Kenyatta National Hospital, East Africa’s largest referral hospital alone receives 400 cases annually of Obstetric fistula, which is known to be the most devastating of all pregnancy related injuries.
Here we met, 32 year old Purity Kageni, one of the thousands who suffered for eleven years from Obstetric fistula. Prolonged labor is one of the main causes of Obstetric fistula. So destructive is the injury that later it leaves the woman in constant pain as she almost continuously leaks urine and fecal matter.
The result is the unbearable odor of the condition that becomes a deadly curse, that saw Purity live as an outcast in her own family, loose several jobs, and eventually attempt to take her life twice.
Obstetric fistula can be treated with surgery, but thousands remain ignorant of the available treatment and the condition itself. Beatrice Muthoni, an HIV patient is also another survivor of fistula, who despite living in Nairobi city, suffered for two years.
With health facilities available, Beatrice claims that even the health workers in public hospitals didn’t tell her that the solution to her condition was surgery. She perhaps is just one the few lucky African women, who had her husband stand by her, but also underwent self isolation as she never spoke of her condition to anyone.
According to the African medical and research foundation, AMREF, It is estimated that in East Africa alone there are over 5000 new fistula cases each year. In Kenya, the condition mostly affects poor women and girls in remote and rural parts due to a severe shortage of health facilities.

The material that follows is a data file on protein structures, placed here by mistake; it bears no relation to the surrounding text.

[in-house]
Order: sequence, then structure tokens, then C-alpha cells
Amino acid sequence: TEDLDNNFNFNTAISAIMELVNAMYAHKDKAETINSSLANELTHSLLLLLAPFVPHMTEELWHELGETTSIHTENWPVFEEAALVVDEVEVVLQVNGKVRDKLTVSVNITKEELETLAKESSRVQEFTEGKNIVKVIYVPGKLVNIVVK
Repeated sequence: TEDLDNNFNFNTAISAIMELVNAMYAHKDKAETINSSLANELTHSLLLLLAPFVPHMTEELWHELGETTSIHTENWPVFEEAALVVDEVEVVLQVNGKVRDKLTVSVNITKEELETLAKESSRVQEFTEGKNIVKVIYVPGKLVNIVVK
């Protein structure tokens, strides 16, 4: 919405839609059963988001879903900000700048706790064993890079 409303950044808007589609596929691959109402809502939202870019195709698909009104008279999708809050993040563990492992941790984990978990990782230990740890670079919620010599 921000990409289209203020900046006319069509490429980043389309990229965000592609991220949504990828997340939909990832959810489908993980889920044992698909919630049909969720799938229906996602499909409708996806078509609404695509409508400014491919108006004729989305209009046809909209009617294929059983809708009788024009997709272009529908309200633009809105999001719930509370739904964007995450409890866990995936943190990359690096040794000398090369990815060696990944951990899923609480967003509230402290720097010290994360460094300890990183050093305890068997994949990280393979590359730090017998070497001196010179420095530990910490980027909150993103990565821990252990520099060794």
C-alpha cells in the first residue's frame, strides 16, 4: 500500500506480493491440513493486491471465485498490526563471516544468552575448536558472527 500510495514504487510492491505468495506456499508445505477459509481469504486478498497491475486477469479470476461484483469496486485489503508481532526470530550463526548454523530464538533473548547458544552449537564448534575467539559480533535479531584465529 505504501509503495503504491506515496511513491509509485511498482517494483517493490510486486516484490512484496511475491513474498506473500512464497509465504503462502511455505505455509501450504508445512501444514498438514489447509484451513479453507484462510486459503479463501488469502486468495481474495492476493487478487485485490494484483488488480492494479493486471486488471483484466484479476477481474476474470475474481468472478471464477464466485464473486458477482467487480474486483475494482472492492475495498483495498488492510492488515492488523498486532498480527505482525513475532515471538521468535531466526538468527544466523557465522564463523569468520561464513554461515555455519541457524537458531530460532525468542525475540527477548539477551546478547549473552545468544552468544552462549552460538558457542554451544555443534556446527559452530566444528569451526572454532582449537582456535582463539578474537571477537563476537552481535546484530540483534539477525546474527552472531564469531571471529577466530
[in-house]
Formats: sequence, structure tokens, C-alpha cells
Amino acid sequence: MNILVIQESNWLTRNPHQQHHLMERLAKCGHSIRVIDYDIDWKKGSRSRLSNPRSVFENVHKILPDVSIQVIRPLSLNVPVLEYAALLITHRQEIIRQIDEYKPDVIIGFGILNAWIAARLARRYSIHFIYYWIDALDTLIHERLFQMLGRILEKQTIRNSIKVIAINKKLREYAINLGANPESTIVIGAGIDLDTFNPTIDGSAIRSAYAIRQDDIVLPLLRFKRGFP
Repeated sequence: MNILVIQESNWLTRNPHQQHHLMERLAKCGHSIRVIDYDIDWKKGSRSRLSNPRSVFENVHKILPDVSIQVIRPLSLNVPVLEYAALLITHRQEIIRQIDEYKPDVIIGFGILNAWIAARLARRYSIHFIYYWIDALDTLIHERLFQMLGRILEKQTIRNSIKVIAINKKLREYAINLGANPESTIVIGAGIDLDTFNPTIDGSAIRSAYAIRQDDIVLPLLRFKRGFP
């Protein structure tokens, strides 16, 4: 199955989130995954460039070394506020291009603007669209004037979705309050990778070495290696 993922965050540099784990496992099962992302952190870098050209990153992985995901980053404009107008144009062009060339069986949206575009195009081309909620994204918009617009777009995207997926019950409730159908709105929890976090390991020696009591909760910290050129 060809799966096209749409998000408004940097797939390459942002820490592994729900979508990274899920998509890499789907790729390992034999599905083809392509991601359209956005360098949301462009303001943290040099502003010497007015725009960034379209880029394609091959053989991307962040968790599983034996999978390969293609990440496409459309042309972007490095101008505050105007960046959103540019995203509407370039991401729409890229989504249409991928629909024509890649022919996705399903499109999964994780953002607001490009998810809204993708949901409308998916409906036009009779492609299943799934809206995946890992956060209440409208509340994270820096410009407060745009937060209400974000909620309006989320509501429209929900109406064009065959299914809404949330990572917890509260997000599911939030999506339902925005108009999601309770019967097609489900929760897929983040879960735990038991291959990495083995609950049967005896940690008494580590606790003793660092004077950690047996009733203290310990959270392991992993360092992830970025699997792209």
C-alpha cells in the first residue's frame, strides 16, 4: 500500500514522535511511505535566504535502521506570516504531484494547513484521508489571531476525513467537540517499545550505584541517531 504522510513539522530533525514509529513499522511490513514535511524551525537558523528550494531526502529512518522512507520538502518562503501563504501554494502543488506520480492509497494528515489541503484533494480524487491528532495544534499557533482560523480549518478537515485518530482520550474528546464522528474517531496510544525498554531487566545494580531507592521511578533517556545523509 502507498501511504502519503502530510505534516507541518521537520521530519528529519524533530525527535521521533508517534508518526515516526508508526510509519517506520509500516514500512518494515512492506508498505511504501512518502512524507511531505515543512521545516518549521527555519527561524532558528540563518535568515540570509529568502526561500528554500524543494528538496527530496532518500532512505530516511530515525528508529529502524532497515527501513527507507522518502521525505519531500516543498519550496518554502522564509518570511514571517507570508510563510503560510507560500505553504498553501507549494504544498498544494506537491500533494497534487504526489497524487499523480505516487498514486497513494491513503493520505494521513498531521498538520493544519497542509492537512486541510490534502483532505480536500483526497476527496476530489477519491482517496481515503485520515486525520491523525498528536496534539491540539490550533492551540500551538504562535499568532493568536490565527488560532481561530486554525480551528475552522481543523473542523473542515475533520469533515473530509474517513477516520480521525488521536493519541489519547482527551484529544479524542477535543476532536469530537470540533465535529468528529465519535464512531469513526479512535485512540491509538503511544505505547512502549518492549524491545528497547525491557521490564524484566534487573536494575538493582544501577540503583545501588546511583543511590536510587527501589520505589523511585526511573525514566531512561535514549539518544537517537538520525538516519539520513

Many women are forced to walk in labor for long distances in order to find a skilled supervised health facility to deliver, and often its too late for the baby.
Health workers in Kenya have in the past complained of a shortage of trained health workers, cited low wages and poor work conditions and are currently on a strike. The Kenyan government has in return sacked at least 25000 health workers in the country in the face of an existing shortage with no replacement.
With 400 cases reported every year in Kenyatta hospital, only 25 % are operated on. The cost for a single surgery is on average 300 $, a reason why many stay back at home due to lack of money.
For Purity, it was sheer luck after years that she underwent surgery during a free AMREF fistula camp. Later she tried reconciling back with her family only to realize that she was tagged for life as an outcast.
Thousands of women are reported with fistula every year, but the biggest loophole remains the access to information. This is one of leading causes of maternal mortality in east Africa, where government systems have failed to provide adequate health facilities and personnel to manage a curable and preventable condition. Experts believe that fistula is here to stay unless something is done soon.